sick catCats work in mysterious ways. Is your kitty hiding in the back of the closet because he doesn’t like your house guests (primarily their Yorkie), or because he has some multi-syllabic monstrosity of a health concern?  Without seeing more than just the tip of his tail flipping to and fro, it can be hard to tell.

As a general rule, if you can’t coax your cat out of hiding for two days, even with yummy treats or his favorite toys, and there are no new pets, visiting children, or other major household disruptions, you may have a sick cat hiding behind those winter coats.

To get a better idea of your cat’s condition, check the following list for potential trouble spots:

  • Problems Eating or Drinking
    • Trouble chewing or swallowing
    • Frequent vomiting over the course of 48 hours, or blood in the vomit
    • Sudden or unexplained weight gain or loss
    • Changes in appetite or thirst that last more than 24 hours
    • Really bad breath
    • Bleeding or puffy gums
    • Drooling
  • Nose and Throat Issues
    • Sneezing or coughing
    • Runny nose or other nasal discharge
    • Change or increase in voice, vocalizations, or breathing sounds
  • Elimination Drama
    • Persistent or bloddy diarrhea or constipation
    • Missing or avoiding the litter box
    • Straining or crying when defecating or urinating
    • Blood in feces or urine
    • Worms or rice-like things in feces
  • Bad Hair Days (or Weeks)
    • Unusual hair loss or patchy fur
    • Dry skin and/or dandruff
    • Skin tags or other growths
    • Lumps or bumps under the skin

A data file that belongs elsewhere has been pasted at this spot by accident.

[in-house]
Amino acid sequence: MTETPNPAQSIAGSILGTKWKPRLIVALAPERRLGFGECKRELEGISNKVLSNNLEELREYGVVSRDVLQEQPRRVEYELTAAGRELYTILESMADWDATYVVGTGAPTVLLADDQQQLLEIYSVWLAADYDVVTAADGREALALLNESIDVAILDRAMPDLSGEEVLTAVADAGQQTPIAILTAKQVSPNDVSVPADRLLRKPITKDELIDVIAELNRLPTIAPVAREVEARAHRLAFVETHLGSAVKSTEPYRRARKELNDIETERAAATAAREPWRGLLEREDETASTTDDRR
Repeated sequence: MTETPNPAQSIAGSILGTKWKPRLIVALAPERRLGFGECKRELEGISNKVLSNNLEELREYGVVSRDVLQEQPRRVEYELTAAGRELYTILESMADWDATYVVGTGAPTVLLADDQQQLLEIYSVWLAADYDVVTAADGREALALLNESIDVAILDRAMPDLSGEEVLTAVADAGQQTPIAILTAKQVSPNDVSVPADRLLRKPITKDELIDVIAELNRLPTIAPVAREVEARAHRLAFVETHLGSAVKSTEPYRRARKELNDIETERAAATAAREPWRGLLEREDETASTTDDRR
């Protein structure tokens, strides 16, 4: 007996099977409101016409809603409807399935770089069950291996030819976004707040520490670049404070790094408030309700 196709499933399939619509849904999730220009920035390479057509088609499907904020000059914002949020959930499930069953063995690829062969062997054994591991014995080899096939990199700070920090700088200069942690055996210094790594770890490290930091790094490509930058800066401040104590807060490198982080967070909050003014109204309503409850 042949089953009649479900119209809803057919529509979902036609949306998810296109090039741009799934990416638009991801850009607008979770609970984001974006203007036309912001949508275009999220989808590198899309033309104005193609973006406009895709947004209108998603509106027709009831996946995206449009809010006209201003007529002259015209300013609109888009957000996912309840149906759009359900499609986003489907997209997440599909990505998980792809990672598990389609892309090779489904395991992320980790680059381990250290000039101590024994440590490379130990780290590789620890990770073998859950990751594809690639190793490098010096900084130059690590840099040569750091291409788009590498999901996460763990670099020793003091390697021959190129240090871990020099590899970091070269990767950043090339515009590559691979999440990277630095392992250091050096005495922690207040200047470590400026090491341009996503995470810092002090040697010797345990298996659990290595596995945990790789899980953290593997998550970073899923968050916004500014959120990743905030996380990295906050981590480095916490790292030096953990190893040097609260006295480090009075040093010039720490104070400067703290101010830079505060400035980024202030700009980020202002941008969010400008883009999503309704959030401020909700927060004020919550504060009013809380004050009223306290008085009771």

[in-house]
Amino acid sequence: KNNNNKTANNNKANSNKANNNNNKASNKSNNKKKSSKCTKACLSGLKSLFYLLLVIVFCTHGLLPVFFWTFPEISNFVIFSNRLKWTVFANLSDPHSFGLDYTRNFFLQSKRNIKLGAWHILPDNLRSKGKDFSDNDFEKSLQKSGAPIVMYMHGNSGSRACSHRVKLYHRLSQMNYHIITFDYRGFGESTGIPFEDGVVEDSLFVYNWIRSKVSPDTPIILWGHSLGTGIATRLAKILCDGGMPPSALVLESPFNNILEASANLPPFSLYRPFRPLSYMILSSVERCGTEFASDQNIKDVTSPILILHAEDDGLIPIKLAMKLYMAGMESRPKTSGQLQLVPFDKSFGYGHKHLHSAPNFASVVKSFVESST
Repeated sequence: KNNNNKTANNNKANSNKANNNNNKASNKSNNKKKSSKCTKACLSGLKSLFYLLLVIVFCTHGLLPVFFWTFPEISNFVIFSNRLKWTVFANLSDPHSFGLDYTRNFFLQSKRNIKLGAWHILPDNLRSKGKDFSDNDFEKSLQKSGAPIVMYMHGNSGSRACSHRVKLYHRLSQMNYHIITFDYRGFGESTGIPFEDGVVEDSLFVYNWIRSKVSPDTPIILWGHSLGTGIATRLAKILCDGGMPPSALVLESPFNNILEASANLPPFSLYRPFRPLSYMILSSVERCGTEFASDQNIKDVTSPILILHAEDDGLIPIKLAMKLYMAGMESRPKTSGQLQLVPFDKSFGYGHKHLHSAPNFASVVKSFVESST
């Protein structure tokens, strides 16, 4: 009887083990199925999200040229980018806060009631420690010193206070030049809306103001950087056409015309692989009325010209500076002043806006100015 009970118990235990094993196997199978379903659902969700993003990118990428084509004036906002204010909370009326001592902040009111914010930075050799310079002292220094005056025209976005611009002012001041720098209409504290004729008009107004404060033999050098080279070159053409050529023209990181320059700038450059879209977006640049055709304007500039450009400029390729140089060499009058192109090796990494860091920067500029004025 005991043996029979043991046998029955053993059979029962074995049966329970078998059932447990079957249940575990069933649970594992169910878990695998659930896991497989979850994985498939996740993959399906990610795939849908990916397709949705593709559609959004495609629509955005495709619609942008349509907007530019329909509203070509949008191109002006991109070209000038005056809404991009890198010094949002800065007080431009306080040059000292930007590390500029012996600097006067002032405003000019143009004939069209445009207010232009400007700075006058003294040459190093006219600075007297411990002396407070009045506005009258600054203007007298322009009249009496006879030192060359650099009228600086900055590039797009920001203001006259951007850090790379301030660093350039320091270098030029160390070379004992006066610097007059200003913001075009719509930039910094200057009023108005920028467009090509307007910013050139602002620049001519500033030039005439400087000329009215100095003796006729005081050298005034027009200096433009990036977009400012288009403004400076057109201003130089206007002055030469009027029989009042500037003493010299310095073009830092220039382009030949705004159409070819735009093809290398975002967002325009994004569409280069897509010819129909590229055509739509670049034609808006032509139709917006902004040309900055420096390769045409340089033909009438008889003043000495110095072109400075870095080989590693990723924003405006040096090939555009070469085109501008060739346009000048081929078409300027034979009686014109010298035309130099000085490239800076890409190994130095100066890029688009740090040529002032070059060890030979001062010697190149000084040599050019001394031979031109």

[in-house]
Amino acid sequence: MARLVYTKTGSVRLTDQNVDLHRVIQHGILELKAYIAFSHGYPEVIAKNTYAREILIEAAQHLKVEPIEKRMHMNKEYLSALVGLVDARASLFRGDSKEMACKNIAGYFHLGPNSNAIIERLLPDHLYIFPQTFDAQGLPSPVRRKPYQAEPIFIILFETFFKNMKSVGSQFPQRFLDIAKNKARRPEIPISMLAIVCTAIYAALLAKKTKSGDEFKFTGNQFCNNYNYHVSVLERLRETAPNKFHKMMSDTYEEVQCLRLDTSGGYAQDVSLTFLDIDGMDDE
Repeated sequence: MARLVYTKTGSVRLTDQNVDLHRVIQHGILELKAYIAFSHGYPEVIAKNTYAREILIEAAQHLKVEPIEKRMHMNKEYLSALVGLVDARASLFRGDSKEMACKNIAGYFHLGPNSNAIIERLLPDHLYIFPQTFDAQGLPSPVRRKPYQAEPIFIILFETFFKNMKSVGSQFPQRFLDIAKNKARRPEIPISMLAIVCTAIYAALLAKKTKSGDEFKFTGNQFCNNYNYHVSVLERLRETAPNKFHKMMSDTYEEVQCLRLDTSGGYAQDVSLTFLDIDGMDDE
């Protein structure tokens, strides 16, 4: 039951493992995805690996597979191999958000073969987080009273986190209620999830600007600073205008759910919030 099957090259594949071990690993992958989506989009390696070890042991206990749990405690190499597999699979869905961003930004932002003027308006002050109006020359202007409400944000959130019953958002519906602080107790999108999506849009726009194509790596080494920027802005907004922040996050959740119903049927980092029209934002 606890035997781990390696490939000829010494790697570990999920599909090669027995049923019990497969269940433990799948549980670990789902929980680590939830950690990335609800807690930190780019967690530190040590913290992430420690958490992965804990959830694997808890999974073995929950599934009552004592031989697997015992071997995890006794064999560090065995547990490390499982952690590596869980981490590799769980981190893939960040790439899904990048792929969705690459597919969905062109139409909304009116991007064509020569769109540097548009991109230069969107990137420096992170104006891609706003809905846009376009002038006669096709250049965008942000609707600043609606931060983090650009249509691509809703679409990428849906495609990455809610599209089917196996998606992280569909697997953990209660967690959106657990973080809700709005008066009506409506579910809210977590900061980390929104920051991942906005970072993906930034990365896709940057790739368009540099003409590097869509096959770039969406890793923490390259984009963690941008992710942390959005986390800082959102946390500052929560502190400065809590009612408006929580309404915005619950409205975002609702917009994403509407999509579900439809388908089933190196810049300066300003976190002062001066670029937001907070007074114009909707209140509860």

• Excessive scratching or licking
    • Matted or dull fur
    • Sores that won’t heal
  • Gooey Eyes or Ears
    • Brown and/or stinky ears
    • Loss of vision or hearing
    • Frequent head-shaking or rubbing or pawing at ears or eyes
    • Yellow or other discharge from eyes or ears
  • Gait or Movement Problems
    • Limping or lameness
    • Loses balance or falls
    • Losing balance or falling down
    • Stiff or lurching walk
    • Doesn’t want to jump
  • Behavioral Changes
    • Lethargic, limp or disoriented
    • Hides more than usual or won’t come out
    • Won’t look at you or just doesn’t respond normally
    • Sleeps more or less than normal
    • Seizures
  • More Signs of a Sick Cat

    In case of poisoning, car accident, bleeding, bizarre behavior, loss of consciousness, or other obvious emergency – call us and come in immediately.

    Less urgently, there are hundreds of additional signs of serious diseases in felines but we can’t list them all here. These are just general guidelines to help determine if you have a sick cat or possibly just a disgruntled one. Even if you do notice any of the above symptoms, it doesn’t necessarily mean anything is seriously wrong.

    We Are Your Cat’s Second-best Friends

    You are your cat’s best friend of course, but consider our team to be your own best friend when it comes to maintaining your cat’s health. As part of regular wellness exams our team will check all major body systems and vaccinate your furry friend against many deadly feline diseases, such as:

        • Rabies
        • Feline parvovirus
        • Feline herpes virus
        • Feline immunodeficiency virus (mostly for outdoor cats)
        • Feline leukemia (mostly for outdoor cats)

    If your cat has never received the recommended vaccinations, or it has been awhile since he or she received a booster, call for an appointment. There is almost nothing more important to your pet’s longevity and general health.

    And if your furry friend has been exhibiting any of the above symptoms for more than a day or two, and you think there might be a sick cat back there amongst the winter boots, bring him or her in as quickly as possible.